Is Wisconsin's vape sickness problem really a marijuana sickness problem?
The Wisconsin Department of Health Services said that almost 90 percent of people interviewed after they went to the hospital with breathing problems or pneumonia-like symptoms told doctors that they vaped marijuana or THC oils and products beforehand.
“Vaping cartridges containing THC may include chemicals or additives that are unknown, unregulated and unsafe,” Department of Health Services Secretary-designee Andrea Palm said.
DHS is not saying that THC vaping is the cause of the state's vape sickness outbreak. Doctors in other states are not saying how many of their cases are related to THC either.
But Wisconsin is stepping up its plea for people to not vape things that they don't know about.
“We strongly urge people not to vape," Palm said Thursday.
Health Services Chief Medical Officer John Meiman said part of the puzzle now is to find out where the THC vape products and other possibly tainted vape products are coming from.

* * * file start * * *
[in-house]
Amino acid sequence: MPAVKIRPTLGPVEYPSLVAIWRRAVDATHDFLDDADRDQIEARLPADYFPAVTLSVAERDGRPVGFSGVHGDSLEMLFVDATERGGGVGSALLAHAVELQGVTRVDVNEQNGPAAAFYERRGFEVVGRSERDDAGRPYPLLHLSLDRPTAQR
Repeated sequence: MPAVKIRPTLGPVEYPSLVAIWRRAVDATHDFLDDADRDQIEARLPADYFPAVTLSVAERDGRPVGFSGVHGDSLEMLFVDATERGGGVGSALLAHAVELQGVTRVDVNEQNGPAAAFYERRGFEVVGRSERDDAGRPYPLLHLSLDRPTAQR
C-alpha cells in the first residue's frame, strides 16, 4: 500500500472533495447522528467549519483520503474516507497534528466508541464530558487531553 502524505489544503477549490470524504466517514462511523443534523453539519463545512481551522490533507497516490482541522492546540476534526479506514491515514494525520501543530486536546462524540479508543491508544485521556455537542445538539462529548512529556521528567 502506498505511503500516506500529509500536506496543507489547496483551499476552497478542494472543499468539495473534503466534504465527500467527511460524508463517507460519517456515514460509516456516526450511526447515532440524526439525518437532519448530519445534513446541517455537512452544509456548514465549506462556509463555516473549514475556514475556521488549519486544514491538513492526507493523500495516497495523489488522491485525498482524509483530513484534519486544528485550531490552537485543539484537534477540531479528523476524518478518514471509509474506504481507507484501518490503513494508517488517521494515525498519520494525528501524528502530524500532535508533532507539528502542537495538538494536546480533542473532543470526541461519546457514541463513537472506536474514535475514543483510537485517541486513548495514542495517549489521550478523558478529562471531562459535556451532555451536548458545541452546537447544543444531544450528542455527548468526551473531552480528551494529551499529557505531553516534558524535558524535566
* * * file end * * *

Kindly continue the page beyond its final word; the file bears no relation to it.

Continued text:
"Because it's not a legal product, there's no regulation. We don't know what chemicals could be in there, we don't know if any of them could be causing illness," Meiman said. "Typically products that are illegal like this can be obtained from friends, they can be obtained from dealers, in rare instances they can be obtained from stores. There's no real commonality to it."
DHS said as of Thursday 32 people have been confirmed as sick in Wisconsin from vaping. There are 11 possible cases of vape sickness.
The Centers for Disease Control said earlier this week that nearly 200 people in 23 states have gotten sick after vaping. One Illinois person died.